This too-brief set took place at Jazz at Chautauqua on Sept. 17, 2011, at a time most jazz musicians would find uncongenial, but this trio transcended the early hour and the bright sunlight to create wonderful intimate music in honor of Ruby Braff.
Trumpeter Jon-Erik Kellso knew Ruby and continues to be inspired by his hot lyricism, but Jon-Erik has his own approach and sound, so his work is a soulful evocation, not an attempt to imitate the Master’s dips and whorls. Guitarist Howard Alden and bassist Frank Tate were the compact creative unit that embraced and supported Ruby in his final decades, creating small masterpieces from songs both familiar and unexpected. Ruby drew his “aesthetic vitamins” from jazz sources — Louis Armstrong and Lester Young — but also from Judy Garland and Fred Astaire — and imbued those songs and images with his own deep romanticism, ever surprising.
Here are three performances that summon up Ruby’s eloquence and strength while giving this creative trio of individualists more than enough room to be themselves.
A Mary Lou Williams composition from the mid-Forties, LONELY MOMENTS, always seems like music for a deeply introspective film:
Ruby said he learned the seductive Gershwin song DO IT AGAIN from Judy Garland’s recording. This performance epitomizes the lullaby-like quality of the song, drawing us ever closer:
And the set concluded with a Louis-inspired romp through a song Ruby was playing as far back as 1967, Don Redman’s NO ONE ELSE BUT YOU:
Beautiful creations at an early hour!
Posted in "Thanks A Million", Irreplaceable, Jazz Titans, Pay Attention!, Swing You Cats!, The Heroes Among Us, The Real Thing, The Things We Love
Tagged Don Redman, Frank Tate, Fred Astaire, George Gershwin, Howard Alden, Jazz At Chautauqua, Jazz Lives, Jon-Erik Kellso, Judy Garland, Lester Young, Louis Armstrong, lyricism, Mary Lou Williams, Ruby Braff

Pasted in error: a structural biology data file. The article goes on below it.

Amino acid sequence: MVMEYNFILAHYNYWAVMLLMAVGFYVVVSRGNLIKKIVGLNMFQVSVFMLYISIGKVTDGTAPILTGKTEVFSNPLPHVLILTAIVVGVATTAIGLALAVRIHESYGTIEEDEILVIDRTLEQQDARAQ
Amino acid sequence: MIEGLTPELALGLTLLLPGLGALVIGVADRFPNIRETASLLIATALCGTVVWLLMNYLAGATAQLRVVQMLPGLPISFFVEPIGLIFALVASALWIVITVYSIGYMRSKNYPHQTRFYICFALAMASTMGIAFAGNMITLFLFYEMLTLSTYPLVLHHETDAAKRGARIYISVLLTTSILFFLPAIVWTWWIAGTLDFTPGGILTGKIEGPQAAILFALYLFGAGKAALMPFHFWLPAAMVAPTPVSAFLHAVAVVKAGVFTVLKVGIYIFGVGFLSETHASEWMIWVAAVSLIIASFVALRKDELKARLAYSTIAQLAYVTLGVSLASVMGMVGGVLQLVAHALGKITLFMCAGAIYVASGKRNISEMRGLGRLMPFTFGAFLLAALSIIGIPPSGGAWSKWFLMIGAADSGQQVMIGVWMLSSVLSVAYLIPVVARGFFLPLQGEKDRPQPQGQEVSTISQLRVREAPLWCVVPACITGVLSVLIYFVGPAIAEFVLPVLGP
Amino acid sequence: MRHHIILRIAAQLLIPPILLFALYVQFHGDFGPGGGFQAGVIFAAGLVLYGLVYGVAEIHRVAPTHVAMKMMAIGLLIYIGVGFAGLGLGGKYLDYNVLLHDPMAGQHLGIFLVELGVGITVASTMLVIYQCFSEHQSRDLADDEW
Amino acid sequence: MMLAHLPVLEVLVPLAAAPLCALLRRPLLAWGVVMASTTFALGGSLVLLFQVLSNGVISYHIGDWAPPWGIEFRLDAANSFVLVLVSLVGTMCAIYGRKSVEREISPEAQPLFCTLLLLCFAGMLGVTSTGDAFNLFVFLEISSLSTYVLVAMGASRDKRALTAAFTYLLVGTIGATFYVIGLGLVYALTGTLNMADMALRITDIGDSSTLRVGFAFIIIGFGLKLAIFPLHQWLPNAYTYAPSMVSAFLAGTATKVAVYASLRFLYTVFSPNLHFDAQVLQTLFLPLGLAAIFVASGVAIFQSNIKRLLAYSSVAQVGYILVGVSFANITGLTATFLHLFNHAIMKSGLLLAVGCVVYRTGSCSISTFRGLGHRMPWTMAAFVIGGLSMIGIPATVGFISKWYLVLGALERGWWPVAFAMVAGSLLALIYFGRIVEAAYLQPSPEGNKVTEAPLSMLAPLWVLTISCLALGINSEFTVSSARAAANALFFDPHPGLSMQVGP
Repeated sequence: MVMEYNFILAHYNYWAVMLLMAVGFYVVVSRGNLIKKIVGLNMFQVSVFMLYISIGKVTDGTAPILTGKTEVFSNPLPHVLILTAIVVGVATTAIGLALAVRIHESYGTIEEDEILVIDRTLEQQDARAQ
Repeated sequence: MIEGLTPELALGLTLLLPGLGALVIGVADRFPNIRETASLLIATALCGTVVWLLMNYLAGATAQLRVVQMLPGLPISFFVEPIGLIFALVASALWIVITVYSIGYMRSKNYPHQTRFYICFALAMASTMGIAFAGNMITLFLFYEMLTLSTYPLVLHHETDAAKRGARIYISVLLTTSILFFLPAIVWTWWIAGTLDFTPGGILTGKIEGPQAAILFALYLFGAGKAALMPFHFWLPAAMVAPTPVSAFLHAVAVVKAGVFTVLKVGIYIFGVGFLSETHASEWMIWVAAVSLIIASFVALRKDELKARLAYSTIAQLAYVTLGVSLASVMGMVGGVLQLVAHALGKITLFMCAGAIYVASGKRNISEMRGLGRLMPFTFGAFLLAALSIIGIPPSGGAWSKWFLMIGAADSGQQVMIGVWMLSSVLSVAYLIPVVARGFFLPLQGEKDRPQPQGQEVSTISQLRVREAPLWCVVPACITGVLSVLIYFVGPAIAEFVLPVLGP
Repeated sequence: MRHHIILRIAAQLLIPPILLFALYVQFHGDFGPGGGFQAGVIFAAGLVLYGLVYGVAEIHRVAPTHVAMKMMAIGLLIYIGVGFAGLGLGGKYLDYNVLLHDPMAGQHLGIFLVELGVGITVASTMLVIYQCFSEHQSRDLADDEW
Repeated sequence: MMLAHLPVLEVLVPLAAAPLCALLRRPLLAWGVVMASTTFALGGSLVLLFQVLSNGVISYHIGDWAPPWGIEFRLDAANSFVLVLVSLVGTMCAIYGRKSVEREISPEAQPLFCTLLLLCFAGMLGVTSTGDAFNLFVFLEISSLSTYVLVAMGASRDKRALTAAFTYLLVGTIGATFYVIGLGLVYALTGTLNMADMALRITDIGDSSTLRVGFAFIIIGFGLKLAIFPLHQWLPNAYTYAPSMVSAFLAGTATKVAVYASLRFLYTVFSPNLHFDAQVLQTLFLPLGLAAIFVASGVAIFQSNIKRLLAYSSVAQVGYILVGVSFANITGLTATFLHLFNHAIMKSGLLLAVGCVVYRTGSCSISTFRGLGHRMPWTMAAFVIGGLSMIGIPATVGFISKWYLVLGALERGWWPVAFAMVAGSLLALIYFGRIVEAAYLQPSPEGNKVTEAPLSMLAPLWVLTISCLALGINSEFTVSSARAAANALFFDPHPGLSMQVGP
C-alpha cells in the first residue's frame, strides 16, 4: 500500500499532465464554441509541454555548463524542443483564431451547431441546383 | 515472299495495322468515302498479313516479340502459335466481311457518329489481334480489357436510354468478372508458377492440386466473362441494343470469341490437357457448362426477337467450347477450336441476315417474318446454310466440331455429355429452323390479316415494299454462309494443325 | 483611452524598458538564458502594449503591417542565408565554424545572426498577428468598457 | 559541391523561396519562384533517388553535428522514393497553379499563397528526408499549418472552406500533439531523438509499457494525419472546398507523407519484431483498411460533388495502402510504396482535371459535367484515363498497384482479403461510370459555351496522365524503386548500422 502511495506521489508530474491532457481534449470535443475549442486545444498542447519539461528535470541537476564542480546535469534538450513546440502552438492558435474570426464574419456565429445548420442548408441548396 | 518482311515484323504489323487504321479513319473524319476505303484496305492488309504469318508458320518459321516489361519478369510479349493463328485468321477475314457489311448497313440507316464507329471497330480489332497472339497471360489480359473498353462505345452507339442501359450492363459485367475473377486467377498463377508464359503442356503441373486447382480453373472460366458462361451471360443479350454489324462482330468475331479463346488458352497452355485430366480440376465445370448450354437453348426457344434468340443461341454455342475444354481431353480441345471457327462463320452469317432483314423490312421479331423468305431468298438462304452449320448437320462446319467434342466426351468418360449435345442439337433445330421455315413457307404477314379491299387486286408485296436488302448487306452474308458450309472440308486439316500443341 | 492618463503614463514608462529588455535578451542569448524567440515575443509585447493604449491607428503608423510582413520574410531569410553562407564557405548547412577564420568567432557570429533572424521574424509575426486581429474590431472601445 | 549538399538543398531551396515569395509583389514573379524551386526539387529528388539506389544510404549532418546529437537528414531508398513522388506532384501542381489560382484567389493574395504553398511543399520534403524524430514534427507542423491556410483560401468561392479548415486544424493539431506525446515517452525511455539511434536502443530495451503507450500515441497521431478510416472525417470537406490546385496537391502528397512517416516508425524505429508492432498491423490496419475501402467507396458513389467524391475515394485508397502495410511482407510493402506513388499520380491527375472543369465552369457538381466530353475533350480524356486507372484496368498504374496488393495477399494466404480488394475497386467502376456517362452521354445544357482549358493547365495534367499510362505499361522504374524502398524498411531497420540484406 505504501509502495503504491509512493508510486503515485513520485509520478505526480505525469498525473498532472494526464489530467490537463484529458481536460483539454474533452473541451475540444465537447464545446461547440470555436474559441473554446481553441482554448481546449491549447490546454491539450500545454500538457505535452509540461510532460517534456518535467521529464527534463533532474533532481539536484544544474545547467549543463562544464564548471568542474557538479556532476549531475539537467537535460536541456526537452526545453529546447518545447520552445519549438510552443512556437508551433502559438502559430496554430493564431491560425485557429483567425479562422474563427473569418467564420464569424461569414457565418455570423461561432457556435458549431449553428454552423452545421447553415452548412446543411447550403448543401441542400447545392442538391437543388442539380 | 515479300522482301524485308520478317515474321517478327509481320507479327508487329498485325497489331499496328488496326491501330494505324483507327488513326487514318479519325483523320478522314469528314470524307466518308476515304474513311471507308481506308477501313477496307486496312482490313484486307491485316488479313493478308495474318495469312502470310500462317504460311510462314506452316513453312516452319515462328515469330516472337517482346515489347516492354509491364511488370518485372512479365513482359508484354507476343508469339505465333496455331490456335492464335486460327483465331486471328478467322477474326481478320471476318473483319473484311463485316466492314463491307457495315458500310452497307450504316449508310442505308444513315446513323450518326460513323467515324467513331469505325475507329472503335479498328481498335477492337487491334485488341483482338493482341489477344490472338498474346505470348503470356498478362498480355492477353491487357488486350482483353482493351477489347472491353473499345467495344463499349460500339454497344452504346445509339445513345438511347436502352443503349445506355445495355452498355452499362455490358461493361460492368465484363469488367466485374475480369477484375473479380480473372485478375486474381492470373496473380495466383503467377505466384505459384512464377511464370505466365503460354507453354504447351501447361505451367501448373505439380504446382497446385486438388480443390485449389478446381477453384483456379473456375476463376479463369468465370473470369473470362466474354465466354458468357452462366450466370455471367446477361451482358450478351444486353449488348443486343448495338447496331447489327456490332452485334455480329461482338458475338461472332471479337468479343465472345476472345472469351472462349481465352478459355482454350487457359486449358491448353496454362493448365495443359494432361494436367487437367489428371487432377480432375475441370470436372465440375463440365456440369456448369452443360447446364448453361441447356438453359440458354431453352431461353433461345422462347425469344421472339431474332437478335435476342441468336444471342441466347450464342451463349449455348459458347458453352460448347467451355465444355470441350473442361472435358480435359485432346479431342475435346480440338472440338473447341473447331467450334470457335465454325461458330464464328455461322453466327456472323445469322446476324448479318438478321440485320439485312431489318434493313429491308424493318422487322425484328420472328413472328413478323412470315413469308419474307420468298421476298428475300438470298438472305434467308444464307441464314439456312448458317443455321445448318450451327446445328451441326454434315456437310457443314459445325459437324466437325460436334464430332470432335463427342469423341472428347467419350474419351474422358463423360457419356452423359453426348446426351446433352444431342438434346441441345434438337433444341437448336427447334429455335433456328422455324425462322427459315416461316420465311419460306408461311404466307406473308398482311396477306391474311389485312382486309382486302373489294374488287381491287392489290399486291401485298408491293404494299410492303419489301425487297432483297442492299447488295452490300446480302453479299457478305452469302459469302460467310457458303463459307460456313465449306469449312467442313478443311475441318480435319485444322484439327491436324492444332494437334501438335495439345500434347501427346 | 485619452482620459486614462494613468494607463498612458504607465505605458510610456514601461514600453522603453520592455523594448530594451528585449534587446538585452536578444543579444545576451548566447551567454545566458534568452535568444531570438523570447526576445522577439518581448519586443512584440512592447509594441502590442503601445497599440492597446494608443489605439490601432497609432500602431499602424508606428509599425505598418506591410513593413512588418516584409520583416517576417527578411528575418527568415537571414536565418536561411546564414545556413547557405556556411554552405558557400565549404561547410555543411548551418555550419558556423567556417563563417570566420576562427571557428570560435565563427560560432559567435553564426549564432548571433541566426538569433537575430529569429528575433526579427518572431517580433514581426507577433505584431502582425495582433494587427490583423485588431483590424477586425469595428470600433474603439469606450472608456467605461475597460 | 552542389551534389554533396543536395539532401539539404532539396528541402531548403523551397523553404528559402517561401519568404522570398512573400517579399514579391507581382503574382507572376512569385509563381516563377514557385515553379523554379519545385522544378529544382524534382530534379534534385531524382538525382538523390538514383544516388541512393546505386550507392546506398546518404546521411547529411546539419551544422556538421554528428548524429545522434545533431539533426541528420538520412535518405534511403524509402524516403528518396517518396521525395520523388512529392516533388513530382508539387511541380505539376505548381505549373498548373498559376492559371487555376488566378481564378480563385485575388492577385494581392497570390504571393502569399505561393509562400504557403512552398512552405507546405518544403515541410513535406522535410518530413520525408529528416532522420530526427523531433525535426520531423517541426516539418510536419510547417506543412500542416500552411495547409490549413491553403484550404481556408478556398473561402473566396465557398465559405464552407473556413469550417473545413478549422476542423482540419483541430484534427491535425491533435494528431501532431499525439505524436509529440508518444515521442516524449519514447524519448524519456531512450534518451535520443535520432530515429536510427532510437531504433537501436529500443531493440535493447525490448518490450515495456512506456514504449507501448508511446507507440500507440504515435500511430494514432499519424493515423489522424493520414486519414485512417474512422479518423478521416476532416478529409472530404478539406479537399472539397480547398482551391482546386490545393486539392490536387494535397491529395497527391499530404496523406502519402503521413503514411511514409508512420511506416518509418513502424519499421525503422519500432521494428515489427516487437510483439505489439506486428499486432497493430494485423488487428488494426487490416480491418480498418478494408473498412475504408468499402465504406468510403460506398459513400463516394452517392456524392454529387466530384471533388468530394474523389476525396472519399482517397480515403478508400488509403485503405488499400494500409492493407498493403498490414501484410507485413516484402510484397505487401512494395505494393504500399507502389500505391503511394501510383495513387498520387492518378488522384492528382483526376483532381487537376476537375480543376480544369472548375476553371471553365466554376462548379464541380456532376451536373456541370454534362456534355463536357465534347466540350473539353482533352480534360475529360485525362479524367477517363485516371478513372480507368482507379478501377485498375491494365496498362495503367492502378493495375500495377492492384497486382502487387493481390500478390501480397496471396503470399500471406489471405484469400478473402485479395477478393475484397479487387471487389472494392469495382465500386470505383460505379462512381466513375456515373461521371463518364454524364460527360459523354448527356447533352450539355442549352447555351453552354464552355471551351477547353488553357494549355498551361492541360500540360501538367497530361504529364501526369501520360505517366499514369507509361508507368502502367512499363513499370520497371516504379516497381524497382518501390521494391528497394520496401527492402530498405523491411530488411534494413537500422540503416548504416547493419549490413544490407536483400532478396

This hot chamber jazz session took place at Jazz at Chautauqua on September 16, 2011, and the estimable participants are James Dapogny, piano; Dan Levinson, clarinet and tenor sax; Andy Stein, violin; Frank Tate, string bass; John Von Ohlen, drums.
DOIN’ THE RACCOON dates from the late Twenties, and is one of those spirited songs chronicling the floor-length raccoon coats that were the height of college fashion. I would ordinarily hear in my mind’s ear (or mental jukebox) the Eddie South version . . . but this happy twenty-first century effusion now stands alongside it:
Frank Signorelli and Matty Malneck’s pretty LITTLE BUTTERCUP (later titled I’LL NEVER BE THE SAME) was first recorded by Eddie Lang and Joe Venuti, then by Billie Holida, Buck Clayton, and Lester Young — a beautiful rhythm ballad with a sweet yearning at its center:
And the theme song for all discussions, I MAY BE WRONG, which was also the song chosen for the Apollo Theatre productions:
Thanks to the gentlemen of the ensemble for creating and evoking music that will outlive the discourse that swirls around it.
Posted in "Thanks A Million", Jazz Titans, Pay Attention!, Swing You Cats!, The Heroes Among Us, The Real Thing, The Things We Love
Tagged Andy Stein, Apollo Theatre, Billie Holiday, Buck Clayton, Dan Levinson, Eddie Lang, Eddie South, Fifty-Second Street, Frank Signorelli, Frank Tate, James Dapogny, Jazz At Chautauqua, Jazz Lives, Jim Dapogny, Jimmy Dorsey, Joe Sullivan, Joe Venuti, John Von Ohlen, Lester Young, Louis Armstrong, Matty Malneck, Michael Steinman